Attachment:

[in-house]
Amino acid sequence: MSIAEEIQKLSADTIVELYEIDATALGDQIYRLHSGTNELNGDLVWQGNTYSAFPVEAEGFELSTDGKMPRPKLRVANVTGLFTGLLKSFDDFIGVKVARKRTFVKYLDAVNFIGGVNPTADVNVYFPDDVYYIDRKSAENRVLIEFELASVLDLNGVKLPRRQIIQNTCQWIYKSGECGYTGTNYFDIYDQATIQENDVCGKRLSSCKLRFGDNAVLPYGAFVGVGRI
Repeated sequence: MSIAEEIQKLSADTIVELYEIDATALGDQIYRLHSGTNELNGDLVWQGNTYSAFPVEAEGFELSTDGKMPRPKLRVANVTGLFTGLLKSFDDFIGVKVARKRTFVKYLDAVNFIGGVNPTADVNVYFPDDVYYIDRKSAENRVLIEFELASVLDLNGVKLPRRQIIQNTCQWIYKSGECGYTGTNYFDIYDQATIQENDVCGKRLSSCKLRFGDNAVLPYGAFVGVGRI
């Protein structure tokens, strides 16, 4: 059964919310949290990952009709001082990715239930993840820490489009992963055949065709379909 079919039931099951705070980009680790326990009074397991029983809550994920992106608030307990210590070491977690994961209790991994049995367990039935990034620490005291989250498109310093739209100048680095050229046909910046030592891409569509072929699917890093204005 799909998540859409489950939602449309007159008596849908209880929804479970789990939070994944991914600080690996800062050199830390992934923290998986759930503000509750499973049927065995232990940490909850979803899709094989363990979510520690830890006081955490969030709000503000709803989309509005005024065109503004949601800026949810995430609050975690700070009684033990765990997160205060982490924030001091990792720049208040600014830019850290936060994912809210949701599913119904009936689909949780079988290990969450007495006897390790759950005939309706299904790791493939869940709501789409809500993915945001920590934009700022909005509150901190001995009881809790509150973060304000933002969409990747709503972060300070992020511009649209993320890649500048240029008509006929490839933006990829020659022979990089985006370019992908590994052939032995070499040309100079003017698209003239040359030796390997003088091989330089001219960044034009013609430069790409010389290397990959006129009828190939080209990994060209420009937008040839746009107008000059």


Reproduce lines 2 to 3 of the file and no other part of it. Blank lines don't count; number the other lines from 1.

Amino acid sequence: MSIAEEIQKLSADTIVELYEIDATALGDQIYRLHSGTNELNGDLVWQGNTYSAFPVEAEGFELSTDGKMPRPKLRVANVTGLFTGLLKSFDDFIGVKVARKRTFVKYLDAVNFIGGVNPTADVNVYFPDDVYYIDRKSAENRVLIEFELASVLDLNGVKLPRRQIIQNTCQWIYKSGECGYTGTNYFDIYDQATIQENDVCGKRLSSCKLRFGDNAVLPYGAFVGVGRI
Repeated sequence: MSIAEEIQKLSADTIVELYEIDATALGDQIYRLHSGTNELNGDLVWQGNTYSAFPVEAEGFELSTDGKMPRPKLRVANVTGLFTGLLKSFDDFIGVKVARKRTFVKYLDAVNFIGGVNPTADVNVYFPDDVYYIDRKSAENRVLIEFELASVLDLNGVKLPRRQIIQNTCQWIYKSGECGYTGTNYFDIYDQATIQENDVCGKRLSSCKLRFGDNAVLPYGAFVGVGRI